By David Spector Gazette Contributing Writer
“Hip, hip, hooray, boys, spring is here.”
This, according to one classic transliteration of the song sparrow’s song, is a characteristic sound of a North American spring, a sound that actually starts in winter and continues through the summer. Male song sparrows, those that spent the winter here and those recently returned north from warmer regions, are now singing to proclaim their presence, establishing their territories and attracting females.
Song sparrows, distinguished by streaks coalescing into a central dark spot on the breast, are among the most widespread species of sparrows on this continent. They live in brushy habitats, such as often occur on the edges of fields, old orchards, backyards, etc.
Their song can usually be recognized by two or three clear, ringing introductory notes followed by a relatively long series of more complex notes and trills.
Listen closely to a song sparrow, and you may hear him switch from “Hip, hip, hooray,” to “Madge, Madge, Madge, put on the tea kettle, -ettle, -ettle.” The change is not simply a difference in traditional transliterations, the ways in which two people attempt to represent the same sound of a non-human species. Rather, the change is between two of the songs in the individual’s repertoire. A song sparrow typically has about a half-dozen to a dozen different songs that he sings with “eventual variety,” singing one song repeatedly for about 10 renditions before switching to a repeated series of another song.
When I hear a song sparrow, especially here in western Massachusetts, I often think of Amherst native Margaret Morse Nice (1883-1974) who, in the 1920s and ’30s, did pioneering research on this species in Columbus, Ohio, where she was living. Nice, a leader in the emerging science of ethology (the study of animal behavior), worked with many species of birds, including several species of warblers that she studied during visits to her parents’ home in Pelham. She was among the earliest researchers to use colored leg bands for marking a population of wild birds, and her song sparrow work, eventually published in two volumes totaling nearly 600 pages, was by far the most detailed done on wild bird behavior in the early 20th century.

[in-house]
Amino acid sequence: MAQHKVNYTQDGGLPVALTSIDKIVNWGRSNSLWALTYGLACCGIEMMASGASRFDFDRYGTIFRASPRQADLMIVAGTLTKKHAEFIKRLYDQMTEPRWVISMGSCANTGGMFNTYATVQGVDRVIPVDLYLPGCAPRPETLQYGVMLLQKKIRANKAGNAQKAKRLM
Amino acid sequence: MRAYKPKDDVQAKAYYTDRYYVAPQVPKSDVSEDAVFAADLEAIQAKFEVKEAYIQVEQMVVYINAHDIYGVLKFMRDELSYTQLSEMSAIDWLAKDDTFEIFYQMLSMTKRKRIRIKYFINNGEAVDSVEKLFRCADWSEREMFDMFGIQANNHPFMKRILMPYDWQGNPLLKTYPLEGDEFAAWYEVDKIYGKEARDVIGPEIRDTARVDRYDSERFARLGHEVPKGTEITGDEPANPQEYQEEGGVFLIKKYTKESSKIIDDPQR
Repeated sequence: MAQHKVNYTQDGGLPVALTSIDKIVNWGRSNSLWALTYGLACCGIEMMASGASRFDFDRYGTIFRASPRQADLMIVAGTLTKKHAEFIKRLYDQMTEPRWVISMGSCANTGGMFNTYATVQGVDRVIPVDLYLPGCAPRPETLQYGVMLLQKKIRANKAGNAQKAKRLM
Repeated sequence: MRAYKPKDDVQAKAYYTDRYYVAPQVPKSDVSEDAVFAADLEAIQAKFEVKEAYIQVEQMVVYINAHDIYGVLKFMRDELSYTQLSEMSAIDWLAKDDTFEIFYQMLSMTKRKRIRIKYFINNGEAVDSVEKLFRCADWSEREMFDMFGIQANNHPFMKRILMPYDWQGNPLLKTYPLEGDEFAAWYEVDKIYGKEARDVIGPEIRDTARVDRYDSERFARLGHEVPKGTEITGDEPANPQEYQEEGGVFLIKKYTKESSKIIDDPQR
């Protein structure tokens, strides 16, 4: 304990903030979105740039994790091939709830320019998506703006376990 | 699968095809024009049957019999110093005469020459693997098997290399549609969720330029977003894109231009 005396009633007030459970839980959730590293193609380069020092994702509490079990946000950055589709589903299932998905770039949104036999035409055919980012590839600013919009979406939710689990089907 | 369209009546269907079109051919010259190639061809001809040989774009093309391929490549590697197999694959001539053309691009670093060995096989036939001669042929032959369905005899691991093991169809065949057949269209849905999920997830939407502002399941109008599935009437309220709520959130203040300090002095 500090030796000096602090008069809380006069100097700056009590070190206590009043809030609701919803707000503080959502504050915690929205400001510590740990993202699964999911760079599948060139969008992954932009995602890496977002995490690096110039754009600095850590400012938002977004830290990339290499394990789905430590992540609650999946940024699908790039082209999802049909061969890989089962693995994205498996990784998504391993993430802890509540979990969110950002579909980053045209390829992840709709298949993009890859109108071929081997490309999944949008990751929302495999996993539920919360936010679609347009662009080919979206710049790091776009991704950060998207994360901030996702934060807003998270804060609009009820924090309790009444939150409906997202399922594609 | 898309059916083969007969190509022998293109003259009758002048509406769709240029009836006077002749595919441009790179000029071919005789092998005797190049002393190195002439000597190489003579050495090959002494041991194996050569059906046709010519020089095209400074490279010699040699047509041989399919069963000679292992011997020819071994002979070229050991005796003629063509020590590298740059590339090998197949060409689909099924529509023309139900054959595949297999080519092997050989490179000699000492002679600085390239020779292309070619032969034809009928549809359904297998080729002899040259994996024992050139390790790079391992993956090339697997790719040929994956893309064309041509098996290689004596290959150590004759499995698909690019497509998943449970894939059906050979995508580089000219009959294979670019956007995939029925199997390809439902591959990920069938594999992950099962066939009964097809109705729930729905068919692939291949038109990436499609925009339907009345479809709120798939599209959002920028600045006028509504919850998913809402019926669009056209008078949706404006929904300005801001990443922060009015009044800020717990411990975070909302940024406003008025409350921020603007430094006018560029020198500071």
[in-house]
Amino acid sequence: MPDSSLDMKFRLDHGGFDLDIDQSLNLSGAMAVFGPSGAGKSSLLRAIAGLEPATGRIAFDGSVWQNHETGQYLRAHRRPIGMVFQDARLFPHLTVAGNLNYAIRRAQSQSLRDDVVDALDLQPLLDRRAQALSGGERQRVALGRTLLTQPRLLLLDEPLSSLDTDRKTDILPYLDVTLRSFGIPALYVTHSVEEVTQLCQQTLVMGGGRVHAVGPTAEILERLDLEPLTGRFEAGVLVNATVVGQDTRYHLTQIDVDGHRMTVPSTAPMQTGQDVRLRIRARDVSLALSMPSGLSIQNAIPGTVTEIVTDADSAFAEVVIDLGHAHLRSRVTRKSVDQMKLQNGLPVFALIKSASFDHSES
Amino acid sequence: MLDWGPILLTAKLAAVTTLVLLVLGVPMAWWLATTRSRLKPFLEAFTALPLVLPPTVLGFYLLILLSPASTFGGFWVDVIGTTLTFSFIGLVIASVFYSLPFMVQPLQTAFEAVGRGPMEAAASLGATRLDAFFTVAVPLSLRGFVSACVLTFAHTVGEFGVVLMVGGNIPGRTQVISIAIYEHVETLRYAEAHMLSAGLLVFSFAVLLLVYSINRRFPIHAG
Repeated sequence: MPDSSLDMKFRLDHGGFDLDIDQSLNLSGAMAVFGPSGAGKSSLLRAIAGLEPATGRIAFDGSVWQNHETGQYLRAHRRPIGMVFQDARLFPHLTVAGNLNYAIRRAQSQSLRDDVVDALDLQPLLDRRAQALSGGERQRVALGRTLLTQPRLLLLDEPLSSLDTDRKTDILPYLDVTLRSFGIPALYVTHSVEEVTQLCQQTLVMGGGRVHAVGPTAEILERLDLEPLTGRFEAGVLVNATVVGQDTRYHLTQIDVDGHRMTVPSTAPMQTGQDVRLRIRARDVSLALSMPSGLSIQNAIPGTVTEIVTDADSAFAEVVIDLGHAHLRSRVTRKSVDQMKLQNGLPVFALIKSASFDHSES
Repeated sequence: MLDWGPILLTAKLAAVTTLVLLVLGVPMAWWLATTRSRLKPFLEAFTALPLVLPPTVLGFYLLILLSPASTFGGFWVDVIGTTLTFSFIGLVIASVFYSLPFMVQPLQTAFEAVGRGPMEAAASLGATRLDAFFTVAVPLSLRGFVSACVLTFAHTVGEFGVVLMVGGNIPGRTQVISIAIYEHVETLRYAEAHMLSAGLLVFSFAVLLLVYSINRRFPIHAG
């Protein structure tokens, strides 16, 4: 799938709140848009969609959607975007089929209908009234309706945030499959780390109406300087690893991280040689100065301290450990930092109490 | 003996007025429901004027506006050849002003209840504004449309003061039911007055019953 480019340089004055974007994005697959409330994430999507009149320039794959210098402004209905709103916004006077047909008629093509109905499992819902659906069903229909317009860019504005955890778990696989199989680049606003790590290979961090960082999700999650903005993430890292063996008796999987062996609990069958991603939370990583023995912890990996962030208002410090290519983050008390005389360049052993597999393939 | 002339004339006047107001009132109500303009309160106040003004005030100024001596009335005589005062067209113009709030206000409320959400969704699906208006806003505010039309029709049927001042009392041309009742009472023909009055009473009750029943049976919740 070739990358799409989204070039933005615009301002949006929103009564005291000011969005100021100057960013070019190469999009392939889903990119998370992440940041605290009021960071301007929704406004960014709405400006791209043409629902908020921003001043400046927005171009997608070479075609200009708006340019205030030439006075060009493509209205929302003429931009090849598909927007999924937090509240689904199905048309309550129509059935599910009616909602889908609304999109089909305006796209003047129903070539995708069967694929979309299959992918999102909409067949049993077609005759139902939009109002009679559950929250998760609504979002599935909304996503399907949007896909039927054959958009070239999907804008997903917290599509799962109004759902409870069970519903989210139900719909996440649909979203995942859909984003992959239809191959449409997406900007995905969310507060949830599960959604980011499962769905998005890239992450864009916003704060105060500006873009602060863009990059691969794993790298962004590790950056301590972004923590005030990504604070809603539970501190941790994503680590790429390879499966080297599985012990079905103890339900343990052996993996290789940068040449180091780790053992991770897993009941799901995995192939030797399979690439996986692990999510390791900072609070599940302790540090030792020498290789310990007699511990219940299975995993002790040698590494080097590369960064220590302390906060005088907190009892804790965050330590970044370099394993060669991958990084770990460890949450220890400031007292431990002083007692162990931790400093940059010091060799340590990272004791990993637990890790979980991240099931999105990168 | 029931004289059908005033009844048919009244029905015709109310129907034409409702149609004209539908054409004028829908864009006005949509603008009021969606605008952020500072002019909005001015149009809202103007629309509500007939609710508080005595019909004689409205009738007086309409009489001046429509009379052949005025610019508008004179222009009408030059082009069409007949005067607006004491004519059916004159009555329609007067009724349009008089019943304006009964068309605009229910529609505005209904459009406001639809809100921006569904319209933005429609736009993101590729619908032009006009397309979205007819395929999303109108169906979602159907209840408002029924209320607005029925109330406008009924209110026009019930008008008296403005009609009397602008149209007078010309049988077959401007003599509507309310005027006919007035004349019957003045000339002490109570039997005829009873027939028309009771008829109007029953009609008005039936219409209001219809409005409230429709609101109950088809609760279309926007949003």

Nice paid close attention to singing. Using a combination of English syllables and slashes and dashes to indicate on paper how she heard songs, she kept track of the repertoire of individual males (a technique that readers can try with a backyard song sparrow). Her estimates of the number of songs each male sang were similar to those since obtained with much more sophisticated recording and analysis techniques.
Nice’s description of the stages in the development of songs by young males, both wild and hand-reared individuals, has served as a framework for research on song learning of this and many songbird species ever since.
The widespread and accessible song sparrow has continued to be closely studied, and, as researchers build on each other’s results and techniques, more and more detail has emerged about the singing (and many other aspects of the biology) of this species. For example, studies in the Seattle area have found that males seem to use different songs to indicate levels of aggression. Responding to a neighbor with the same song the neighbor is singing is an aggressive signal, a song that the neighbor doesn’t know is a less aggressive response, and a different song that both individuals have in their repertoires is an intermediate signal.
Of course, each discovery raises more questions—in this case about the details of these interactions and how general these patterns are. For example, do different populations of song sparrows use songs in the same way? How are other songbird species similar and different in their singing behaviors? As today’s researchers build on Nice’s foundations, future students of song sparrow behavior will extend understanding of the species in interesting new directions. So, when you hear a song sparrow announcing spring, I invite you to listen carefully and think of our local song sparrow researcher. As Nice herself said at the end of her autobiography, “The study of nature is a limitless field, the most fascinating adventure in the world. . . . We must try to open the lives of the unseeing to the beauty and wonder of the earth and its wild life.”
David Spector is a former board president of the Hitchcock Center for the Environment and teaches biology at Central Connecticut State University. Hear examples of song sparrow song.
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